Tag Archives: accent

415. With the Family (Part 3) More Encounters with Famous People

Here’s the final part in this trilogy of episodes recorded at my parents’ house on Boxing Day. In this one my mum, dad and brother tell us a few more anecdotes about their encounters with some well-known people.

Small Donate Button[DOWNLOAD]

Introduction Transcript + some ad-libs

The conversation you’re about to hear was recorded with my family on the same day as the last couple of episodes. It was quite late in the evening, after my uncle and aunt had gone home and after dinner and number drinks had been consumed. Picture a very warm and cosy living room with a wood burning stove going in the background.

After listening to Nic describing his encounters with some famous rock stars earlier in the day, the other members of my family wanted to get in on the action too with their stories about brushing shoulders with the stars. So here are a few other anecdotes from my dad, my brother and my mum.

It turns out that my family have met some genuine legends. I didn’t even realise that a couple of these things had happened. You’ll have to wait and see who they are. But here are some slightly cryptic clues.

Can you guess which people I’m talking about?

  • One of the UK’s favourite authors who wrote a series of beloved books which have also been made into successful films.
  • A British comic actor who likes eating ice-creams and fighting zombies, criminals and aliens, in his movies (not real life of course).
  • A small but very important woman who often appears in public but is also a very private person.
  • A nonagenarian who once said that he was “the only man in the country not allowed to give his name to his own children.” A nonagenerian is someone in their nineties – also, septuagenarian (70s) and octogenarian (80s).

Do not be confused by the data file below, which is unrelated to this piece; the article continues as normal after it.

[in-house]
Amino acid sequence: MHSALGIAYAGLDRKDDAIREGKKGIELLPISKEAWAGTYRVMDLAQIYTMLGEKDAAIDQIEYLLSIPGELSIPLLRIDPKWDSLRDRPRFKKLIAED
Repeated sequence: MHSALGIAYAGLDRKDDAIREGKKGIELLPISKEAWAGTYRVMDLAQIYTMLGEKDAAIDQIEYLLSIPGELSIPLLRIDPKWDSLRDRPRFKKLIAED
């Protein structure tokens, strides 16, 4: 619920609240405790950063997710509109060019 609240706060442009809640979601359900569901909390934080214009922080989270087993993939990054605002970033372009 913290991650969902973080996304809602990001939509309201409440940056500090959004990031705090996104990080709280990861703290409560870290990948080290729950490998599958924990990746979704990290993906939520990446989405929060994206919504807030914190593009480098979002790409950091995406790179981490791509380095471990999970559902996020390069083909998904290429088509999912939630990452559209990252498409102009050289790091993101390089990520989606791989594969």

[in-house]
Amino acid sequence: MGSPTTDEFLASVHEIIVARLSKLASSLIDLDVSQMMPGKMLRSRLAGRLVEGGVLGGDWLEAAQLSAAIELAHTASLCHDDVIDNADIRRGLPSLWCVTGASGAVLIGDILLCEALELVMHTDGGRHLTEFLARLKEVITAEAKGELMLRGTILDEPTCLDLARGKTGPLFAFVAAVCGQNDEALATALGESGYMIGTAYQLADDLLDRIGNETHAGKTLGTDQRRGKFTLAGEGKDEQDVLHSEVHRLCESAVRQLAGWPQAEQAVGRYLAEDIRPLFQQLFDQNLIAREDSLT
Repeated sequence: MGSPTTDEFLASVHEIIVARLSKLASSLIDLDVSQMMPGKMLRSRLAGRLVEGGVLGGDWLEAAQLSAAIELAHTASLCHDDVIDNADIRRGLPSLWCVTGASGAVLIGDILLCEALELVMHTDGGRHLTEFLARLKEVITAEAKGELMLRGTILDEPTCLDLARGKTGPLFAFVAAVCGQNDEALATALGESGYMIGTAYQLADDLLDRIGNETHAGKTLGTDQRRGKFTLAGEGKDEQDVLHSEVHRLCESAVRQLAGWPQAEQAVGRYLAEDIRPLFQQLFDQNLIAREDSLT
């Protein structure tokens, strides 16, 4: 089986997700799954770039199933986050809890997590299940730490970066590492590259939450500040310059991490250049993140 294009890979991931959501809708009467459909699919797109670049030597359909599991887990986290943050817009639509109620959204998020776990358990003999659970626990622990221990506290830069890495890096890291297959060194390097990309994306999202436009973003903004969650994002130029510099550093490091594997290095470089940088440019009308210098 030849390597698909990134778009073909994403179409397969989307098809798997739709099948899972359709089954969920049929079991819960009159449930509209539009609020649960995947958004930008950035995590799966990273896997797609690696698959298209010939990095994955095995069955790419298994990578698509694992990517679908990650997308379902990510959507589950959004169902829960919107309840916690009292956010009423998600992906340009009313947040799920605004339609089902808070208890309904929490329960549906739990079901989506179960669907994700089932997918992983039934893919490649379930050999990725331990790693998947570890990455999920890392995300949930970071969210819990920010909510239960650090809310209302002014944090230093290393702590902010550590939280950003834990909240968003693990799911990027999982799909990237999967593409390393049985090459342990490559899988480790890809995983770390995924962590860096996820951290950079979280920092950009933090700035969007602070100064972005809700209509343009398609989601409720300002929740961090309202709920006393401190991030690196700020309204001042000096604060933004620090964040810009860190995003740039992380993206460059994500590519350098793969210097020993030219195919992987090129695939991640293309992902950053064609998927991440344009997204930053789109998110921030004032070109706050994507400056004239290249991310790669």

There are others too, including an American punk rock star with lots of tattoos and muscles, a Shakespearean actor who has become a successful film director and an actor who had a bit part in the British TV series The Office.

I should perhaps remind you of several other anecdotes which you might have heard on this podcast before, which are mentioned in this conversation.

Anyway, you can now sit back and enjoy some more time with The Thompsons.

***

Outro Transcript + ad-libs

Funny, isn’t he? My brother. I would like him to be on the podcast more often, if he’s up for it. The thing is that he’s a bit modest really and isn’t the sort of outgoing person who likes to broadcast his thoughts and opinions over the internet, although he obviously should because he’s got a lot to offer. He ought to do a podcast or something like that, right? He does have a YouTube channel but it’s mainly skateboarding. www.youtube.com/user/VideoDaze/videos

*All the background music in this episode was also made by James*

The people mentioned in this episode

If you liked this one, try listening to these ones

79. Family Arguments and Debates

322. With The Thompsons

372. The Importance of Anecdotes in English / Narrative Tenses / Four Anecdotes

OLYMPUS DIGITAL CAMERA

377. Holiday in Thailand (Part 1)